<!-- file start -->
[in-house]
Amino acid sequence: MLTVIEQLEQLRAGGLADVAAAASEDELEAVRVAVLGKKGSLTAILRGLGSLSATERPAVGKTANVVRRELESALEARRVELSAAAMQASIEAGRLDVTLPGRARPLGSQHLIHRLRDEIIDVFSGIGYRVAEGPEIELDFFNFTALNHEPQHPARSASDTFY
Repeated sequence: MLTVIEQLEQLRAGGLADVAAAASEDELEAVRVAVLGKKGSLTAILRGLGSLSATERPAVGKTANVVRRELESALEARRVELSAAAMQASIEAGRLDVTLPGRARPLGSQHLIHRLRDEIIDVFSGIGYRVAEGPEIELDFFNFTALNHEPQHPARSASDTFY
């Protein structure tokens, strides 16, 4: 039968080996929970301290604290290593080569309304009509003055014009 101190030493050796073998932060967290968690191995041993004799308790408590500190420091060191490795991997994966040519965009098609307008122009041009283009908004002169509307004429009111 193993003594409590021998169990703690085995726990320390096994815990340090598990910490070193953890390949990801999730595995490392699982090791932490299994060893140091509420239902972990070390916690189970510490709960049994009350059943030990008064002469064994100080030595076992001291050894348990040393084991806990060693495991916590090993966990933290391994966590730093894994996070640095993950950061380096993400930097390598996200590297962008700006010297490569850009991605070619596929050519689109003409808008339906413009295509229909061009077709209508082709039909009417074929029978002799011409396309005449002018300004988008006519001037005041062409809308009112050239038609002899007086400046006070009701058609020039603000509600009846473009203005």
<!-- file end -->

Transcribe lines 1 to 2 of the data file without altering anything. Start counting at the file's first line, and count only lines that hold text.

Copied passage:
[in-house]
Amino acid sequence: MLTVIEQLEQLRAGGLADVAAAASEDELEAVRVAVLGKKGSLTAILRGLGSLSATERPAVGKTANVVRRELESALEARRVELSAAAMQASIEAGRLDVTLPGRARPLGSQHLIHRLRDEIIDVFSGIGYRVAEGPEIELDFFNFTALNHEPQHPARSASDTFY